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Jan042010

Azure Integration – Part 1: Creating an ESB on-ramp that receives from Azure’s AppFabric Service Bus

I am going to do a series of three blog posts (and accompanying videos) about how to integrate BizTalk and Azure. As you know, Azure is in the process of going live, and BizTalk can play a very compelling role bridging between on-premise and off-premise.

This post shows two key interactions with the Windows Azure platform AppFabric Service Bus:

  • receiving a message from the Service Bus through a BizTalk receive location
  • publishing to the Service Bus from an InfoPath form

It is the first point that I think illustrates what will become a VERY commonly used pattern. This sample is based on the Order Demo I created previously, and you can go watch those videos first to get a sense of what the demo is. It brings together BizTalk, SharePoint, ESB Toolkit, SQL Server Analysis Services, SQL Server Reporting Services, InfoPath… and more, including showing how to use the Business Rules Engine for dynamic itinerary selection (a favorite pattern of mine). I blogged about that here. I like it because it’s a “SharePoint-based ESB-driven BizTalk-powered workflow”, really leveraging the power of the Microsoft stack.

The video for this blog post is available here at the MSDN BizTalk Developer site.

My goal in this post is to take an on-premises business process, and make it externally available. Now, traditionally in a BizTalk environment that would mean TYPICALLY that you expose a schema or orchestration as a Web service, and then reverse-proxy that so it can be reached from the outside world, probably with a load balancer in the mix.

There’s new tool in our toolbox now: Windows Azure platform AppFabric, which includes the Service Bus and Access Control Service. So, I set out to use that as an external relay, and an entry point into my existing order process demo.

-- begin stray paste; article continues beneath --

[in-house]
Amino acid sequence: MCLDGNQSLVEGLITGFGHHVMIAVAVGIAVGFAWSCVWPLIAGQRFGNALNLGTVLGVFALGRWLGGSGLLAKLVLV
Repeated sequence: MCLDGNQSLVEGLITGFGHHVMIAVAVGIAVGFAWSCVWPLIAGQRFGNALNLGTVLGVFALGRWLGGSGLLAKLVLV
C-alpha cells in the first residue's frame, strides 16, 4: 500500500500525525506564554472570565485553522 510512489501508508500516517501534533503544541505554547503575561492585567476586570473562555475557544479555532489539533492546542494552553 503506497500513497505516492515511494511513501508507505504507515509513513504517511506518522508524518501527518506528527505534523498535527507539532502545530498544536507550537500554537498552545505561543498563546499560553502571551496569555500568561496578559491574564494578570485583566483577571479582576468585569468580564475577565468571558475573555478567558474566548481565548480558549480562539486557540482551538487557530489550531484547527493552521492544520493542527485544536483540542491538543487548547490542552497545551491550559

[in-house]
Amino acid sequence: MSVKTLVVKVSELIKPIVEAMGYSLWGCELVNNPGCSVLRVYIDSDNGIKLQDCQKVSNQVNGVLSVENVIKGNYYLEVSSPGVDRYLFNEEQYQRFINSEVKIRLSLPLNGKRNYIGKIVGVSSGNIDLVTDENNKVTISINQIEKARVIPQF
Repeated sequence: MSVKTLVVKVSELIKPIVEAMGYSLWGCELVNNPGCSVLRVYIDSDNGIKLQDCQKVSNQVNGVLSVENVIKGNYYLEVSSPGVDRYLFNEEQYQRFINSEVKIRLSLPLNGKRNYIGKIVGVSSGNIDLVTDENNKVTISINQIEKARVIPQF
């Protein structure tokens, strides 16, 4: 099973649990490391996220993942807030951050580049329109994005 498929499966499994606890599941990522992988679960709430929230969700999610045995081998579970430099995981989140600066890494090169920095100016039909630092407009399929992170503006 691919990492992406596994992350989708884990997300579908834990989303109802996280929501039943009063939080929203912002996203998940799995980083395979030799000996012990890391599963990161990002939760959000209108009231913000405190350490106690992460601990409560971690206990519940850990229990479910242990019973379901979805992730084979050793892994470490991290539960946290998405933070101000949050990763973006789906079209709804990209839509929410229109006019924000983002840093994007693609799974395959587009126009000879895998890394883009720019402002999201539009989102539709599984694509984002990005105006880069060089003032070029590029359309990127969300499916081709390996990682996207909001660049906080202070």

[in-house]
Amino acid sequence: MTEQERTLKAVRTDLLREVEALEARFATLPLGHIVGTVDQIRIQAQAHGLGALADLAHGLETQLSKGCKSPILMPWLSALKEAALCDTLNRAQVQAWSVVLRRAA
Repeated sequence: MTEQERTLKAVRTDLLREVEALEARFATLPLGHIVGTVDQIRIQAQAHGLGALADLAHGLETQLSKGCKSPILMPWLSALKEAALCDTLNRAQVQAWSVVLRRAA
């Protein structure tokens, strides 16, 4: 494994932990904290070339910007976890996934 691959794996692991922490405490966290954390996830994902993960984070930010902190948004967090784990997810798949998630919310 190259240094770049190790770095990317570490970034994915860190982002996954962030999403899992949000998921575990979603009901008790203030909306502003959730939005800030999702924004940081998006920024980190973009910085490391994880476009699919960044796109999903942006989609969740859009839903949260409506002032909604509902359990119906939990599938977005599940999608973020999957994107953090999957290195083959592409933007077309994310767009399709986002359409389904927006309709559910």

Before we integrate with the existing system, let’s get the client->ServiceBus->BizTalk flow working.

Once you’ve signed up for the Azure service and received your developer token, the first thing you need to do is install the Windows Azure platform AppFabric SDK in your BizTalk environment. One of the things this gives you is a set of new WCF bindings, which is what I used in conjunction with BizTalk’s WCF-Custom adapter. I created a new BizTalk project, a new receive port and receive location, as shown below:

 

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I had many options available, but as I was going .NET (BizTalk) to .NET (Service Bus), I opted to use the Net TCP binding for greater efficiency (perhaps not so important for a demo, but, might as well do it right). Note also that transport-level security is enabled.

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For credentials, I used “shared secret”. This means that it will use the Access Control Service to authenticate me, and the corresponding issuerName and issuerSecret need to correspond to what you have set up using the Azure portal.

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Normally, that would be it, but in my case there was a structural difference between what was being relayed to me from the Service Bus and what I needed for my existing process. So, I used the WCF adapters capability to reach into the message and only pass on what I had specified as being the body based on my XPath expression: